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7.6 INTER-ROUTING-PROTOCOL INFORMATION EXCHANGE Connected: An Internet Encyclopedia
7.6 INTER-ROUTING-PROTOCOL INFORMATION EXCHANGE

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7.6 INTER-ROUTING-PROTOCOL INFORMATION EXCHANGE

7.6 INTER-ROUTING-PROTOCOL INFORMATION EXCHANGE

Routers MUST be able to exchange routing information between separate IP interior routing protocols, if independent IP routing processes can run in the same router. Routers MUST provide some mechanism for avoiding routing loops when routers are configured for bi-directional exchange of routing information between two separate interior routing processes. Routers MUST provide some priority mechanism for choosing routes from independent routing processes. Routers SHOULD provide administrative control of IGP-IGP exchange when used across administrative boundaries.

Routers SHOULD provide some mechanism for translating or transforming metrics on a per network basis. Routers (or routing protocols) MAY allow for global preference of exterior routes imported into an IGP.

DISCUSSION

Different IGPs use different metrics, requiring some translation technique when introducing information from one protocol into another protocol with a different form of metric. Some IGPs can run multiple instances within the same router or set of routers. In this case metric information can be preserved exactly or translated.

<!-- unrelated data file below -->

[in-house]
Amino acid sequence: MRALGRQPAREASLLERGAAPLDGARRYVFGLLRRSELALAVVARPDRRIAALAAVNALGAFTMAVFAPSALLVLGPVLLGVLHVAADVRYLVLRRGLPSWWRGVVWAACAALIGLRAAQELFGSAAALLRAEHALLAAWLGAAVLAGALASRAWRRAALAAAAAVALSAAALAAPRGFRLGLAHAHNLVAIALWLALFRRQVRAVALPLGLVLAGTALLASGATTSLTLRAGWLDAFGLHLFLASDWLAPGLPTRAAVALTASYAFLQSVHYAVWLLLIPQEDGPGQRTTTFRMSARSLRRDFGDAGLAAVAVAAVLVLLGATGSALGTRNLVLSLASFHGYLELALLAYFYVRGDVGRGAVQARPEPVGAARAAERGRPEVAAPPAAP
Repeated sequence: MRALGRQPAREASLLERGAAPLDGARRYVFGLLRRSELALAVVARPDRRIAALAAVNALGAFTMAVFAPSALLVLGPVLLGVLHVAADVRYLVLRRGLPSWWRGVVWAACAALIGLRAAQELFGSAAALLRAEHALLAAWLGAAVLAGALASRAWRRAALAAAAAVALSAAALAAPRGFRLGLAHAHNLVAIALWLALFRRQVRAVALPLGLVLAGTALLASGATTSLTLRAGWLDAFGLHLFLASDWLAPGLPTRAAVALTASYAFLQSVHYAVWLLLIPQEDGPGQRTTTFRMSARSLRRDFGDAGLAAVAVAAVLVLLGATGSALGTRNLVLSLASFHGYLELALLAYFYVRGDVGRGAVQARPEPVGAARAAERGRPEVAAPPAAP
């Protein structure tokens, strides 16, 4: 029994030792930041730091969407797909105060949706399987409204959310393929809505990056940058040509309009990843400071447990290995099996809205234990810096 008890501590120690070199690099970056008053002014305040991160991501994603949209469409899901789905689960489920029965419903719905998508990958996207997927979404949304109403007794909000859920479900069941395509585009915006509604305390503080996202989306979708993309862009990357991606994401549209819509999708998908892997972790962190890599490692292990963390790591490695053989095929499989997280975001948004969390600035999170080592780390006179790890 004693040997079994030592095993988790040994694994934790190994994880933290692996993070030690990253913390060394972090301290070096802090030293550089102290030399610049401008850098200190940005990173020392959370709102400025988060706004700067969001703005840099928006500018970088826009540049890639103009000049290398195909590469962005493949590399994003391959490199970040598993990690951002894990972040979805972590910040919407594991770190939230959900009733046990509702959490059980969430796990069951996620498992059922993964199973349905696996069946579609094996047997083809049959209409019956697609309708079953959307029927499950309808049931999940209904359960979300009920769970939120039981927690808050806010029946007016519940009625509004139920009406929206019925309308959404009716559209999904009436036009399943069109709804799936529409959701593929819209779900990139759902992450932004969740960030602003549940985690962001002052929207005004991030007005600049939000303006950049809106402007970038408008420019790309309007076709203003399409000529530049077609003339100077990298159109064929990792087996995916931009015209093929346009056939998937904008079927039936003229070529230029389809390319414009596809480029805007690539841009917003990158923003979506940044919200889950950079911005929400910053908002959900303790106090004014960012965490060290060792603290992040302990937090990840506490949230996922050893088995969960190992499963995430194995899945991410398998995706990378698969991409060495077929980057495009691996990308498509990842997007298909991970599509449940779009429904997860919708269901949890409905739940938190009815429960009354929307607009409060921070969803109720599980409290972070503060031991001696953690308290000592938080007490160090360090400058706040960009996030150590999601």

There are at least two techniques for translation between different routing processes. The static (or reachability) approach uses the existence of a route advertisement in one IGP to generate a route advertisement in the other IGP with a given metric. The translation or tabular approach uses the metric in one IGP to create a metric in the other IGP through use of either a function (such as adding a constant) or a table lookup.

Bi-directional exchange of routing information is dangerous without control mechanisms to limit feedback. This is the same problem that distance vector routing protocols must address with the split horizon technique and that EGP addresses with the third-party rule. Routing loops can be avoided explicitly through use of tables or lists of permitted/denied routes or implicitly through use of a split horizon rule, a no-third-party rule, or a route tagging mechanism. Vendors are encouraged to use implicit techniques where possible to make administration easier for network operators.


Next: 8. APPLICATION LAYER - NETWORK MANAGEMENT PROTOCOLS

Connected: An Internet Encyclopedia
7.6 INTER-ROUTING-PROTOCOL INFORMATION EXCHANGE

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